keywords = "Altiplano, Central Andean plateau, Deuterium, Paleoaltimetry, Paleoelevation, Stable isotope geochemistry",
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T1 - Nonuniform surface uplift of the Andean plateau revealed by deuterium isotopes in Miocene volcanic glass from southern Peru

AU - Saylor, Joel E

AU - Horton, Brian K.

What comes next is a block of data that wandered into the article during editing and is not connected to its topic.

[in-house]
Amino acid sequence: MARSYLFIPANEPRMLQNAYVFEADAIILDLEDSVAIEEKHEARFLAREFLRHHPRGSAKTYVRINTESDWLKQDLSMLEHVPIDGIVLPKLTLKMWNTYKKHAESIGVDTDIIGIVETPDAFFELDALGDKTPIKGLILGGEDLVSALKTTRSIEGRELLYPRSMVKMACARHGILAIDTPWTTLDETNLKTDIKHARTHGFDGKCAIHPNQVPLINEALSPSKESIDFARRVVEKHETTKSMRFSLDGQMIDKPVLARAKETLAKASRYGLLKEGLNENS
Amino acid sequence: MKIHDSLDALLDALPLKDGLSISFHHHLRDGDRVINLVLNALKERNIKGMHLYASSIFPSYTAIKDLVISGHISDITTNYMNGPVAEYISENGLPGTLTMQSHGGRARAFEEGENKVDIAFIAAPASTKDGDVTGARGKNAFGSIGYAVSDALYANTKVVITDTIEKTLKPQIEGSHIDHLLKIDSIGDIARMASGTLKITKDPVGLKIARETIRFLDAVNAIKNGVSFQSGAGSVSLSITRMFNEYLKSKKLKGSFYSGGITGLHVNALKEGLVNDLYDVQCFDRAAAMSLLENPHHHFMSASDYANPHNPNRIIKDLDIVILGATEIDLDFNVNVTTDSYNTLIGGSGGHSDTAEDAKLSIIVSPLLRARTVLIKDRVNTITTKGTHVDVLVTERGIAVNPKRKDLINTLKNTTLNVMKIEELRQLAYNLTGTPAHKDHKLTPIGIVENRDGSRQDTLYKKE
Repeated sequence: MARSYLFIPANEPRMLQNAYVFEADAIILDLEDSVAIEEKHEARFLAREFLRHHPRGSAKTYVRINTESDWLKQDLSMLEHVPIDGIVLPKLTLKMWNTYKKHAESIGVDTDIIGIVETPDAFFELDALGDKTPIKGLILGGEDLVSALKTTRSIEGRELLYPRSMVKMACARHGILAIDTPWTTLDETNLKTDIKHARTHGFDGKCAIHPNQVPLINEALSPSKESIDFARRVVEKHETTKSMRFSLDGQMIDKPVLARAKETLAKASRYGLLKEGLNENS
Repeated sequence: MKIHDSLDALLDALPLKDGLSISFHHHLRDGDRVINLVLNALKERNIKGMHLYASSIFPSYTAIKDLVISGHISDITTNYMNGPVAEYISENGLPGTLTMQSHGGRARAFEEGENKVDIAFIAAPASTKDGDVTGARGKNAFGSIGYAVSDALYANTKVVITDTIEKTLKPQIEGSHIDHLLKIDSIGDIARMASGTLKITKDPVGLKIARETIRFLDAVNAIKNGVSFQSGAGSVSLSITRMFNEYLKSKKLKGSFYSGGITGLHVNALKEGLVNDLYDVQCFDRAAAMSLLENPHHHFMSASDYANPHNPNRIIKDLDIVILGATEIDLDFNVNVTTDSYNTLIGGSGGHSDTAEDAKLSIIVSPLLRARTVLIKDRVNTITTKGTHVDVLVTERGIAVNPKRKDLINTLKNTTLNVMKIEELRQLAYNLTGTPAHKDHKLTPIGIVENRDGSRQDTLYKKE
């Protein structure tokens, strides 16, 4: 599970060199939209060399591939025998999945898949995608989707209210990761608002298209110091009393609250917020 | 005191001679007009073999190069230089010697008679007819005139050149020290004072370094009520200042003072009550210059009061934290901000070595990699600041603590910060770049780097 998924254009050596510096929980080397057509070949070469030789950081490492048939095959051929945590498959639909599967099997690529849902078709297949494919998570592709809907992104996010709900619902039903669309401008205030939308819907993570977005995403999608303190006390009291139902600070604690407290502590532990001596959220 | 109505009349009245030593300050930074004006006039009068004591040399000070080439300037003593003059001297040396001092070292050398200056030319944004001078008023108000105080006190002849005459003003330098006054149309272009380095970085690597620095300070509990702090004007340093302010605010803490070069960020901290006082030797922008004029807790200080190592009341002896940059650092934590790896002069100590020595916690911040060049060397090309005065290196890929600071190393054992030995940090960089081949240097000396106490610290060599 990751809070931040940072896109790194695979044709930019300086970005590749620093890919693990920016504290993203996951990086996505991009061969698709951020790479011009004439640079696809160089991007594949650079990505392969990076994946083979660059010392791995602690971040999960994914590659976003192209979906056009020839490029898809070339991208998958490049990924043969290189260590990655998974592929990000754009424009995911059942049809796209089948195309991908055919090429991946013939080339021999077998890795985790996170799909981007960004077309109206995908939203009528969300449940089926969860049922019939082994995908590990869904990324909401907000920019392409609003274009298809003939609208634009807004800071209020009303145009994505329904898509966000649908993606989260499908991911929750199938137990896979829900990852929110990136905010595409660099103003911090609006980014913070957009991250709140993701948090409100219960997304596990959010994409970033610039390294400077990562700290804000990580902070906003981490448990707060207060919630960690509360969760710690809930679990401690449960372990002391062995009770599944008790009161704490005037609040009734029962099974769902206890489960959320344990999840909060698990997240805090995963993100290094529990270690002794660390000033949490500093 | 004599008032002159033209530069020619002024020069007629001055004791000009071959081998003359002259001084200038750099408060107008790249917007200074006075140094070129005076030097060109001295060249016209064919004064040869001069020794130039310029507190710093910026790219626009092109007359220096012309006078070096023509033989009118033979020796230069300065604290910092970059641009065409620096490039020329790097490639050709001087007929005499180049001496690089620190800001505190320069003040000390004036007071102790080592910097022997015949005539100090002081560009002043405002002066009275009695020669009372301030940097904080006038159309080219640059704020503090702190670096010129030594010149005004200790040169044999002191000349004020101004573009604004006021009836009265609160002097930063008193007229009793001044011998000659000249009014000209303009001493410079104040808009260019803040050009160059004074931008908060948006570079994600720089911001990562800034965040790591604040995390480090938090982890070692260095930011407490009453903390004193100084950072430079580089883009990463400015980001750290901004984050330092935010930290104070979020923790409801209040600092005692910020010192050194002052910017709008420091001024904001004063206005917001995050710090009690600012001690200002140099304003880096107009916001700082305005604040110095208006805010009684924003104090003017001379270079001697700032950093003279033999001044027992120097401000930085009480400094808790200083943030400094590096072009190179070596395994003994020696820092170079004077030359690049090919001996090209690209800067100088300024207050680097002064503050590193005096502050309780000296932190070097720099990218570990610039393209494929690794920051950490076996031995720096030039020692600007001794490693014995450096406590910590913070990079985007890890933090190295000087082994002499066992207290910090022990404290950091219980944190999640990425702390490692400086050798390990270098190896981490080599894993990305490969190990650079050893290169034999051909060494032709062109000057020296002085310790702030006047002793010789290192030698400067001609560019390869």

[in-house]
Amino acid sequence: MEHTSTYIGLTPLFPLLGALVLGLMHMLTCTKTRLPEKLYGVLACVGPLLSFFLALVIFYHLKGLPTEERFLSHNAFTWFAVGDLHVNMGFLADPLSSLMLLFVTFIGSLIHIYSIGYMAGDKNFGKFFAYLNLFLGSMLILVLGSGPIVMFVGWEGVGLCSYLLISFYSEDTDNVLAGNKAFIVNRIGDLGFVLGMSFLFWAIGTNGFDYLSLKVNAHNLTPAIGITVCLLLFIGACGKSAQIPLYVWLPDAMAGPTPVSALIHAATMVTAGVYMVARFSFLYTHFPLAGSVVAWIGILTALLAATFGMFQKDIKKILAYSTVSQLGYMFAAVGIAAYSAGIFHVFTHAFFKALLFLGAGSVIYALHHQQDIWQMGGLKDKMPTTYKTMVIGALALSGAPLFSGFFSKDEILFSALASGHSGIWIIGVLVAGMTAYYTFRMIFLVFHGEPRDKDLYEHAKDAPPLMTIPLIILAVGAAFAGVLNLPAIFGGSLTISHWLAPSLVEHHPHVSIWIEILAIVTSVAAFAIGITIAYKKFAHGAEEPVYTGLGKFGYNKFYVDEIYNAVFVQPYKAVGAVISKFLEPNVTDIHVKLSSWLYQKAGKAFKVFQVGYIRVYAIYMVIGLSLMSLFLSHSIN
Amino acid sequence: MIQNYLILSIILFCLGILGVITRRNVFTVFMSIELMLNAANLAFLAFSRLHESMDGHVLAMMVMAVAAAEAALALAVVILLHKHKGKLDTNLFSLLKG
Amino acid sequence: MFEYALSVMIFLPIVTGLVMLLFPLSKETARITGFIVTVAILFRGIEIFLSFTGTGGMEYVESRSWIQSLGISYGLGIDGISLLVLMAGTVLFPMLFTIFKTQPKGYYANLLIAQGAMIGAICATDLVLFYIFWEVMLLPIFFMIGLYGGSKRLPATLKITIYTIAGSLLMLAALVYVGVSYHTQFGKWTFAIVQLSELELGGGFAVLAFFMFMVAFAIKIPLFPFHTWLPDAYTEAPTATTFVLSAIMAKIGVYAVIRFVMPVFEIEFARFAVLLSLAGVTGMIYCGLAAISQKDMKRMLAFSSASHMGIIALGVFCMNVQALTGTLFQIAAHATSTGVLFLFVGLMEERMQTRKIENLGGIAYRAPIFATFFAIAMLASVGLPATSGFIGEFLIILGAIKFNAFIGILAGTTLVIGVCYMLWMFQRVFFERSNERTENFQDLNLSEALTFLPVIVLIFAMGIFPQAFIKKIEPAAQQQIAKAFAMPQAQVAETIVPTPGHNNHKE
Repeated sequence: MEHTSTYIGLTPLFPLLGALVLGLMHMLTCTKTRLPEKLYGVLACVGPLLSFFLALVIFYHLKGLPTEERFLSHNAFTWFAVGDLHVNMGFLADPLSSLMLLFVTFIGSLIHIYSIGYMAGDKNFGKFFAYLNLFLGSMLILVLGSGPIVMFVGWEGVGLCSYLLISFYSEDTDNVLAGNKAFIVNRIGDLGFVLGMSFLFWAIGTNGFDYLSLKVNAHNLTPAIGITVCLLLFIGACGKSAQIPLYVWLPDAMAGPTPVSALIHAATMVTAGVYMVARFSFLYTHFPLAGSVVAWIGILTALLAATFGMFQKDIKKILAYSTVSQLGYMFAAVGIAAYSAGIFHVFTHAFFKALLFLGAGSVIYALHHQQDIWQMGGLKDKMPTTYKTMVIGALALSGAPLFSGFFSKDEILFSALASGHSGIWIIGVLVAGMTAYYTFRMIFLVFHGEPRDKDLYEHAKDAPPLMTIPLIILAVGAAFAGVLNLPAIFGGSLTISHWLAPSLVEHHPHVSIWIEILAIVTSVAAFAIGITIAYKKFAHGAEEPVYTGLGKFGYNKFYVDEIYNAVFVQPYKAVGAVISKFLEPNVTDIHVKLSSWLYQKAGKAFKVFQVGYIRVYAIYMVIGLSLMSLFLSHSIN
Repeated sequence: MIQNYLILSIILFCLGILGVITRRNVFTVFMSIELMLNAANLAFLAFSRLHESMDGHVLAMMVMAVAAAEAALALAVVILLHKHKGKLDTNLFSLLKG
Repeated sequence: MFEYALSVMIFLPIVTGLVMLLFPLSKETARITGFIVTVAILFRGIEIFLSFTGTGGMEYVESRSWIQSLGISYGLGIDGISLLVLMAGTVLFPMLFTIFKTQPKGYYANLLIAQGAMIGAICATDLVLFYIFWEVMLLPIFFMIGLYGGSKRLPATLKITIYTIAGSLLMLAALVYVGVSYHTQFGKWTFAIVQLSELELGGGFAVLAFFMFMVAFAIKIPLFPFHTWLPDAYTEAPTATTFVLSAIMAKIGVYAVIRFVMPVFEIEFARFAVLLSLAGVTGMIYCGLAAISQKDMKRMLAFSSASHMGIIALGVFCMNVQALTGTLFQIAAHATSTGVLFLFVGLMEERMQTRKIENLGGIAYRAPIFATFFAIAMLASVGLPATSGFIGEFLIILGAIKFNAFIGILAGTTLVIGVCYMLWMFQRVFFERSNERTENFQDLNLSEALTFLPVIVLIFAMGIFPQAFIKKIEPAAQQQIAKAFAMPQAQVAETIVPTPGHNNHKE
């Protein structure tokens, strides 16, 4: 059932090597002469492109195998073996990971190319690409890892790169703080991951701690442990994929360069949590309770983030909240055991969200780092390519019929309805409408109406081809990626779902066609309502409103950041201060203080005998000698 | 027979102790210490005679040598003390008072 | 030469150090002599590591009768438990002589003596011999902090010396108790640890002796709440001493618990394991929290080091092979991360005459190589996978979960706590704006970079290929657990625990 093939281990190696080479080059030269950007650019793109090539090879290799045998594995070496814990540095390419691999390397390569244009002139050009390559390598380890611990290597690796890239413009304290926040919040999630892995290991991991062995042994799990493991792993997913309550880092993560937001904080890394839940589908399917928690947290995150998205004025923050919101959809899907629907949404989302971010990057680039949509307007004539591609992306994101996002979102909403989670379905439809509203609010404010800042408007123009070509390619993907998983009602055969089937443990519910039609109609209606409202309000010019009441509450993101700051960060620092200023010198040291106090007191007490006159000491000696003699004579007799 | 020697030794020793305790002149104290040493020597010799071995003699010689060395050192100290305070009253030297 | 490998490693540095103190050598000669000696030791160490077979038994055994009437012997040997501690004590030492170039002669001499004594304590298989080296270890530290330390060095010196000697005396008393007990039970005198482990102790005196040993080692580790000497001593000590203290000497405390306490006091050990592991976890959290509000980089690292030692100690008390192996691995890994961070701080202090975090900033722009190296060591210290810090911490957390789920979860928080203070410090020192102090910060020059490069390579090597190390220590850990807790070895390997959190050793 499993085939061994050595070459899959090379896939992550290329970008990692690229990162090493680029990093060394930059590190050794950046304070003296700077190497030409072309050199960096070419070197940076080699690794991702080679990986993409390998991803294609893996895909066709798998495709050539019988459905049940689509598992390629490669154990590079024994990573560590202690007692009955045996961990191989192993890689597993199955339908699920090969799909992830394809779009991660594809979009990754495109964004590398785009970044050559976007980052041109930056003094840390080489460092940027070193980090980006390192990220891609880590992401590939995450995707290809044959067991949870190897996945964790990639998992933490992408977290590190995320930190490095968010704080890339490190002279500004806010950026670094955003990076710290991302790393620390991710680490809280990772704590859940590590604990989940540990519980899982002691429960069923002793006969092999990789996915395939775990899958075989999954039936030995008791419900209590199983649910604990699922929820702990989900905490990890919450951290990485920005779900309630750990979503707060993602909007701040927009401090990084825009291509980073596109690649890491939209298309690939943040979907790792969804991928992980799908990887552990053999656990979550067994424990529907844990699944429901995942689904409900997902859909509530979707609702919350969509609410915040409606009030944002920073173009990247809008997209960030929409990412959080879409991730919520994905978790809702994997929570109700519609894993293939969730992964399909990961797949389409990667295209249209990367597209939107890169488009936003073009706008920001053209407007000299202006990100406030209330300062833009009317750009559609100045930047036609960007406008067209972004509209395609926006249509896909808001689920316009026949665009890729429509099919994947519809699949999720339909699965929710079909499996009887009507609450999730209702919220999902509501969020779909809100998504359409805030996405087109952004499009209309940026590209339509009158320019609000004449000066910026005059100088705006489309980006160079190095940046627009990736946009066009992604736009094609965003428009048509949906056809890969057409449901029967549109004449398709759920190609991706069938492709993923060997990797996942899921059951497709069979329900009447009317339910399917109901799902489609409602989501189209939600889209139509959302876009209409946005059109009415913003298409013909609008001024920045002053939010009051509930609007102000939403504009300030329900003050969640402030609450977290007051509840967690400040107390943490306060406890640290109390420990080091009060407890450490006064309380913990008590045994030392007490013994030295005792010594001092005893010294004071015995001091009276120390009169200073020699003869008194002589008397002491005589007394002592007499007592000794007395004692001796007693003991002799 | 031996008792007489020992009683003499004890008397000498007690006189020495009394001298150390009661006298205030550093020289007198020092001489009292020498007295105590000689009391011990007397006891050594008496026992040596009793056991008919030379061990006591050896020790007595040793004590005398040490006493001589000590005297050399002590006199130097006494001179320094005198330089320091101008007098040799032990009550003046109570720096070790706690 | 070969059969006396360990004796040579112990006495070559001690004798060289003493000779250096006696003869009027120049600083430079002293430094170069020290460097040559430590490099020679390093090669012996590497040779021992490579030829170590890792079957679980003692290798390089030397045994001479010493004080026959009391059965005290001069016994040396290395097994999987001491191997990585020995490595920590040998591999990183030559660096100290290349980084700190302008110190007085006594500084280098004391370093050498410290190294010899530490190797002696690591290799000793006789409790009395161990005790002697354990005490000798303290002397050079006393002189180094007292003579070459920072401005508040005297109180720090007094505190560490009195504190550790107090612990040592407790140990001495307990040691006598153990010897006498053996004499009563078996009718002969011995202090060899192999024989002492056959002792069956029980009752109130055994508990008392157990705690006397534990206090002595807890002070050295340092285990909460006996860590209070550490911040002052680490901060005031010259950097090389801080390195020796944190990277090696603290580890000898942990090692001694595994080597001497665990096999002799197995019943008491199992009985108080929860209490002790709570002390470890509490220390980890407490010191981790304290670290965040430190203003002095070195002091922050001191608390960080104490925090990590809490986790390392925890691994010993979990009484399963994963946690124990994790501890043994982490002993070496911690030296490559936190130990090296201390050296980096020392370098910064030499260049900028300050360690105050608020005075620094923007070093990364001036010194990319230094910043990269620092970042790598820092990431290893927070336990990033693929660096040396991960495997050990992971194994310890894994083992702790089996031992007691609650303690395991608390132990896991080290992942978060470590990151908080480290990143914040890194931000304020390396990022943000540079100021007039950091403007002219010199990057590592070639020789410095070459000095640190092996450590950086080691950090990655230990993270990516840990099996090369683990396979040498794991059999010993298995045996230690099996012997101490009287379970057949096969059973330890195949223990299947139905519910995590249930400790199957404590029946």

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N2 - Proposals for rapid late Miocene surface uplift driven by large-scale lithospheric removal beneath the central Andean plateau have been based largely on temperature-sensitive paleoaltimeters. Both the magnitude and mechanism of this proposed pulse of uplift have been challenged. First, climatic general circulation models support protracted uplift with predicted temperature and isotopic shifts enhanced by attainment of threshold elevations. Second, tectonic models in which surface elevations are compensated by regional contraction and crustal thickening question the need for lithospheric removal and predict broadly coeval uplift of the entire plateau. We present hydrogen isotope data using a novel temperature-insensitive volcanic glass proxy from continuous, well-dated lower to middle Miocene basin fill in the Western Cordillera of the northern plateau that show a rapid decrease in δD values (-62.8‰) at 19-16 Ma, with extremely negative values continuing into the Pliocene. We propose that the basin reached its current elevation by 16 Ma, >6 Myr earlier than proposed for the central plateau. The rapid decrease in δD values is consistent with punctuated surface uplift of 2.2-3.7 km between 19 and 16 Ma. Whereas the 3.7 km upper estimate assumes a static climate similar to modern, the 2.2 km lower estimate conservatively incorporates modeled changes in the isotopic composition of precipitation associated with elevation change. Comparison of these results to existing paleoelevation estimates from the Andean plateau facilitates a tentative reconstruction of earliest middle Miocene paleotopography showing a central depression with flanking hinterland and thrust-belt highlands. This apparent pattern of nonuniform plateau uplift contradicts shortening-proportional topographic growth over tens of Myr. We propose that temporally and spatially irregular surface uplift may be linked to pronounced local variability in crustal shortening and/or piecemeal removal of dense mantle lithosphere. Insofar as these irregularities reflect the scale of heterogeneity for surface uplift processes, available paleoelevation estimates point to a principal uplift mechanism that varies over relatively short (<250 km) horizontal distances.